“Why do I have to go to bed?” or “How are you going to make me?”
I told myself I would do exactly as the therapist had said (even if he had no kids of his own), so my answers were all the same, like a broken record, “Eden, now it is time to go to bed”.
I said this about 70 or 80 times that night and, sure enough, Eden only went to sleep when we did.
The third night sounded exactly the same. I used my mantra (meanwhile arguing with her in my mind) and she kept protesting. But this time, she went to bed early.
Can you imagine?
We had argued for 5 years times 365 days and she went to bed early on the third day of not arguing.
Here is what I learned from that one hour of coaching:
- Wanting to be with the parents is very typical of first born children, because they do not fully understand that Mom and Dad are different from them and think they live in a trio.
- Being an only child for 6 years only increased Eden’s belief we were a trio and doing things without her made her feel rejected.
- We had a belief that to be good parents we needed to explain things to our kids, even if it meant explaining them to death. Eden was a smart girl, so she understood this was our weakness and used it to be with us longer.
- Eden was too young to understand all the scientific/psychological/social reasons people need to go to sleep. “Do you know how many grownups do not understand that they need enough sleep?” the therapist asked us, “Sometimes, kids need to do things because you tell them to. You can try explaining, but they may not understand. Give them six months and try again, but continuing to explain is perceived by the kids as a weakness”.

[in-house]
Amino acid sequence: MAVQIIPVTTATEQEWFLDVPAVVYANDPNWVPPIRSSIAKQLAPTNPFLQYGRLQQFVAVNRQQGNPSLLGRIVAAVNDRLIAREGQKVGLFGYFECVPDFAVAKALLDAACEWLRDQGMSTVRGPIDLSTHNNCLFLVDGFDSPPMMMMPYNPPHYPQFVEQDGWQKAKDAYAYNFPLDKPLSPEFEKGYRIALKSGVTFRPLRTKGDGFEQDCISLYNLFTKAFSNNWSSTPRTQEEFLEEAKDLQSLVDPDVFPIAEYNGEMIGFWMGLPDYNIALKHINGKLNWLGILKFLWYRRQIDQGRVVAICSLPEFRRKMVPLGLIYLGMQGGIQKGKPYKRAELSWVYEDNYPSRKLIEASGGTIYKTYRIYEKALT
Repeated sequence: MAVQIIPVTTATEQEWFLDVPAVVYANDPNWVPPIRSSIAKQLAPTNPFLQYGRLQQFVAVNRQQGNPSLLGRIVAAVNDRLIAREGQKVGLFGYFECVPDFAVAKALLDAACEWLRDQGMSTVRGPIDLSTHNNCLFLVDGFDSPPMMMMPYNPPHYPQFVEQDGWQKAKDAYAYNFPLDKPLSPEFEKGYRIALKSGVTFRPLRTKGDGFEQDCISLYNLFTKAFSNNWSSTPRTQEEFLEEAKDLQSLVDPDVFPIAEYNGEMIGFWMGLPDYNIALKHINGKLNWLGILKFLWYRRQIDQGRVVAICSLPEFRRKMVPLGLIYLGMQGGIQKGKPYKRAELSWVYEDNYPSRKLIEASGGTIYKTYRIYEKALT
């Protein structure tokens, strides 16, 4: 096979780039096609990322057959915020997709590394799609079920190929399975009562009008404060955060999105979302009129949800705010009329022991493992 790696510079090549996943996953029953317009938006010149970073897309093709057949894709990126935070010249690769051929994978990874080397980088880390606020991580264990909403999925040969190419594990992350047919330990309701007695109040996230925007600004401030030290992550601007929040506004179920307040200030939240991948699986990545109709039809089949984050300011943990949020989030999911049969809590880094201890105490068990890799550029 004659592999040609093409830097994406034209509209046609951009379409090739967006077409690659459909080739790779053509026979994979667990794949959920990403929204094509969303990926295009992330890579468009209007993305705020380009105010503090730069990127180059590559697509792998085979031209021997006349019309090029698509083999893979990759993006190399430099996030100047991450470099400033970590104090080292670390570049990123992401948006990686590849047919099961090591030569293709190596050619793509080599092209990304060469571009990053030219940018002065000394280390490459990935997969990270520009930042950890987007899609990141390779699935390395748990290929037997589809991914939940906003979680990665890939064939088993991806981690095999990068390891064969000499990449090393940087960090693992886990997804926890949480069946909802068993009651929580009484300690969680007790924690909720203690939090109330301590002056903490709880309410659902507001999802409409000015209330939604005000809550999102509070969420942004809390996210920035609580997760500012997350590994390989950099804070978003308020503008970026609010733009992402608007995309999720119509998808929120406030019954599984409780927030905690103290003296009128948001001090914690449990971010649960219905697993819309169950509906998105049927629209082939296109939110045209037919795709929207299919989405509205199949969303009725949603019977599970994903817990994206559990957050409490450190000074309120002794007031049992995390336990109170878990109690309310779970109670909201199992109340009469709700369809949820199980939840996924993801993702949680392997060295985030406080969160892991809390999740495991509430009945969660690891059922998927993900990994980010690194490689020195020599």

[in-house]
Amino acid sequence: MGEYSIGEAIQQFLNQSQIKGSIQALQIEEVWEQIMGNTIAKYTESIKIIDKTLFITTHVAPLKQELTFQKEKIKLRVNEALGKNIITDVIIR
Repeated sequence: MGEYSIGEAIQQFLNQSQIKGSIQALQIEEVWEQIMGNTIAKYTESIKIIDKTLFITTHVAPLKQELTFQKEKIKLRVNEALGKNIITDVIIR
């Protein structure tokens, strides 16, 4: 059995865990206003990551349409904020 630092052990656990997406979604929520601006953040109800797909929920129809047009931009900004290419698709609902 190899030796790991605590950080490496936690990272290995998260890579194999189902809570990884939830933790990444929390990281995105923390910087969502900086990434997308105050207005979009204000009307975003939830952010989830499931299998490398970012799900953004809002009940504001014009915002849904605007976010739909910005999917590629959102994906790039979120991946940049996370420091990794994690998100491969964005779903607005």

This is my story of kids not wanting to go to sleep. From that day onwards, for the last 14 years, we have had no fights with Eden about going to sleep. She is 21 years old now and has two siblings, but she still thinks she is one of the grownups in the family (in terms of responsibility). Although we do not say anything to her about going to sleep, you can see her from time to time arguing with herself, debating whether to go to sleep or stay awake and read a book or cram some more psychology material. Some nights, we go to sleep before she does and she comes to tuck us in and turn the lights off.
I hope my story will help you too.